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Proceedings Paper

On-line analysis of chemical composition using an FT-Raman spectrometer in the near-IR
Author(s): Arlene A. Garrison
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Paper Abstract

Newly commercialized Fourier transform Raman spectroscopic instrumentation provides a simpler alternative for vibrational spectroscopic analysis. Instrument vendors currently design for laboratory use, but there are many potential process applications of these stable, easy to use instruments. Raman spectroscopy is highly suited to analysis of aqueous samples. Near infrared excitation minimized fluorescence interference and allows for remote operation via fiber optic probes. The Department of Energy has funded research at the Measurement and Control Center to establish the utility of this method for on-line composition analysis in distillation columns. Laboratory evaluation and instrument employs an air-cooled laser and a thermoelectrically cooled detector. The device is mounted on a three by three foot cart for convenient location in control rooms. Current fiber optic extension cables allow for analysis in a cell thirty five meters from the instrument. Application of the device to an acid recovery column at Tennessee Eastman Corporation in Kingsport, Tennessee will be discussed. Sensor placement is critical to optimal application of any on-line device. Potential energy savings and product throughput increase will be detailed.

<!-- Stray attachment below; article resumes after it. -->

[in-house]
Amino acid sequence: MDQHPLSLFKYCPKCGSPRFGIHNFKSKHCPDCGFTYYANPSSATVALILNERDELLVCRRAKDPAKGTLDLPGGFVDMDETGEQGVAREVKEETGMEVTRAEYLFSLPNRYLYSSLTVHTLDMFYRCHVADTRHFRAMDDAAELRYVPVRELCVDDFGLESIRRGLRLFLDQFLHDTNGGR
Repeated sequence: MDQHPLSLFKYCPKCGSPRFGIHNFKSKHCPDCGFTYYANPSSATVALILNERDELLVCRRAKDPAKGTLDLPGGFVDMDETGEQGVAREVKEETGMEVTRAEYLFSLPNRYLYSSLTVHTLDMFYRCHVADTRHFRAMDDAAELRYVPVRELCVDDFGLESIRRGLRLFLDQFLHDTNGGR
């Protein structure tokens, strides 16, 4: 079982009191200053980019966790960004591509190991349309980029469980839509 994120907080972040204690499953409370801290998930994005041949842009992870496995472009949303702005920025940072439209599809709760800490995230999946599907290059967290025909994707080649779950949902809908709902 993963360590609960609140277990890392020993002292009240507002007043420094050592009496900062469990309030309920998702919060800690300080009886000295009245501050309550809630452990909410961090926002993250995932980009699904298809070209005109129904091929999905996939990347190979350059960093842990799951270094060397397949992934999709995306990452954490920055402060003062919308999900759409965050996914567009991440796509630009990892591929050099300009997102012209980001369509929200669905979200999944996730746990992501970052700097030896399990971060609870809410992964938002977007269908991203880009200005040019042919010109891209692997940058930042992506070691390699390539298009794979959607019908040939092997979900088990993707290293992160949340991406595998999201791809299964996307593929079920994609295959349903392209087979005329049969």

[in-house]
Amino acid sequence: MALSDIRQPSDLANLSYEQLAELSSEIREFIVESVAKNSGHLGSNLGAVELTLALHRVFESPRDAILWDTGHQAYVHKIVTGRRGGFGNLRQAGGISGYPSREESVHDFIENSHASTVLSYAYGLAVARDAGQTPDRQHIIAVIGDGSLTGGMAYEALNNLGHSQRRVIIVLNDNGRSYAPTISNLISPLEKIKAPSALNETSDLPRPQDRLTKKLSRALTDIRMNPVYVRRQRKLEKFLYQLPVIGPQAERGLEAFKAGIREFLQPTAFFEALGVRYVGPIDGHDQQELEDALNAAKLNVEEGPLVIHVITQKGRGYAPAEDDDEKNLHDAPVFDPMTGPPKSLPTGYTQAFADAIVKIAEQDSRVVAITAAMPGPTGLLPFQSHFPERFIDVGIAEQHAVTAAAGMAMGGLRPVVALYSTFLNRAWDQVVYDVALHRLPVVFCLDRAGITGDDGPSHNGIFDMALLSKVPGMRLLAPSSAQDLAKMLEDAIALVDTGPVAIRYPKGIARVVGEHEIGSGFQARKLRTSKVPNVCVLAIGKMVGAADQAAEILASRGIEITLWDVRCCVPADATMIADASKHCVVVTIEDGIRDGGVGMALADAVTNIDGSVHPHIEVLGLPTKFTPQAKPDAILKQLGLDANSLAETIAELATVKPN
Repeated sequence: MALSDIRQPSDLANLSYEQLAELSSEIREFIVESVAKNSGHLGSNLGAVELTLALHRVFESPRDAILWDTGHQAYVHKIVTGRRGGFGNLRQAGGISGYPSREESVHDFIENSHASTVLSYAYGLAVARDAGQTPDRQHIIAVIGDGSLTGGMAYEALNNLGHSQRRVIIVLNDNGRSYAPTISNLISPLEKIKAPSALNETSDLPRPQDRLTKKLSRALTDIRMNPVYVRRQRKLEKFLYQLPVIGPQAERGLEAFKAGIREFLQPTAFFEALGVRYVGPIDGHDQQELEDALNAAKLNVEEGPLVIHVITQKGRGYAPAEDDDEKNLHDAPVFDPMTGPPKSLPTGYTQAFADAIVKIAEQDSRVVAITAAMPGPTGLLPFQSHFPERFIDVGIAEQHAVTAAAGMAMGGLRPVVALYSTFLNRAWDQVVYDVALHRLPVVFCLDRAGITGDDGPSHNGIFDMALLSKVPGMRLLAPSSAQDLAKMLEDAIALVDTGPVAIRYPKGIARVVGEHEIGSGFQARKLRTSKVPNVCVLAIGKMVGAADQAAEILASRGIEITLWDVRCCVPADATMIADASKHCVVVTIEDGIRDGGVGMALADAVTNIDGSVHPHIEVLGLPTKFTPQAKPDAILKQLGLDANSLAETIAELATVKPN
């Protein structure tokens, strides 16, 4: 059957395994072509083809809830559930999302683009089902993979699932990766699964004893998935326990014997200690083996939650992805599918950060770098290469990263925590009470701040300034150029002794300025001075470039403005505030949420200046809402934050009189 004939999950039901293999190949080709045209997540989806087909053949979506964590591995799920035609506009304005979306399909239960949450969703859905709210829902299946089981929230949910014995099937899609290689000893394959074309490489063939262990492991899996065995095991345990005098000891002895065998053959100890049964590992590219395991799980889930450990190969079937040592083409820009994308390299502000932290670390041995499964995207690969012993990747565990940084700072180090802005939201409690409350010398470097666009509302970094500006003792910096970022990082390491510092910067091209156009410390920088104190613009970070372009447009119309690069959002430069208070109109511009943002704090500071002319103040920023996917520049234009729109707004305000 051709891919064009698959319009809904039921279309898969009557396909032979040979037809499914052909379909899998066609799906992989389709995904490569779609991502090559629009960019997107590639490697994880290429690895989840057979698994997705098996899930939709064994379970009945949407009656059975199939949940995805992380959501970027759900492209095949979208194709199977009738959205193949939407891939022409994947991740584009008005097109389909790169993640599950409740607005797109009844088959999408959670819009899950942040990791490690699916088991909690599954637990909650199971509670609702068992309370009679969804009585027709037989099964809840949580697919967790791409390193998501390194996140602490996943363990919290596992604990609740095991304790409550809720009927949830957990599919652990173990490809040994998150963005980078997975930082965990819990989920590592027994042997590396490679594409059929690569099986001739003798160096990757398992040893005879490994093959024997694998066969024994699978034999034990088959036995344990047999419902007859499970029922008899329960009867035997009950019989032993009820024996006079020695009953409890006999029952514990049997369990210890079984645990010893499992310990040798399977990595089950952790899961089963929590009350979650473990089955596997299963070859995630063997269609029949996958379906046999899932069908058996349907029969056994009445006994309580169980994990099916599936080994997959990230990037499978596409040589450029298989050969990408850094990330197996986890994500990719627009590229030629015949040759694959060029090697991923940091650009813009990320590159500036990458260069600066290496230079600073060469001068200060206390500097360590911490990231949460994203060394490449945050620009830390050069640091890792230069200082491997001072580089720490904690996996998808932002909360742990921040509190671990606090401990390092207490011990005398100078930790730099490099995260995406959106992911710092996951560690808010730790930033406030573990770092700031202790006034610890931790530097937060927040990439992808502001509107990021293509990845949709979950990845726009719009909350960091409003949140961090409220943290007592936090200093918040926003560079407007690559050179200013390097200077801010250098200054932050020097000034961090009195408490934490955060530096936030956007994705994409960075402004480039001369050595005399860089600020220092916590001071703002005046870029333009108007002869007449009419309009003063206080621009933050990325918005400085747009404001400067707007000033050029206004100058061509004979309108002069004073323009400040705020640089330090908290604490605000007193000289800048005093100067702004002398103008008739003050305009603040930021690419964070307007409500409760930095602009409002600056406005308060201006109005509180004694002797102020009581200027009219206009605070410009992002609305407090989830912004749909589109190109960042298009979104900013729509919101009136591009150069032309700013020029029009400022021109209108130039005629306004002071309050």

Paper Details

Date Published: 14 August 1992
PDF: 3 pages
Proc. SPIE 1681, Optically Based Methods for Process Analysis, (14 August 1992); doi: 10.1117/12.137748
Show Author Affiliations
Arlene A. Garrison, Univ. of Tennessee/Knoxville (United States)

Published in SPIE Proceedings Vol. 1681:
Optically Based Methods for Process Analysis
David S. Bomse; Harry Brittain; Stuart Farquharson; Jeremy M. Lerner; Alan J. Rein; Cary Sohl; Terry R. Todd; Lois Weyer, Editor(s)

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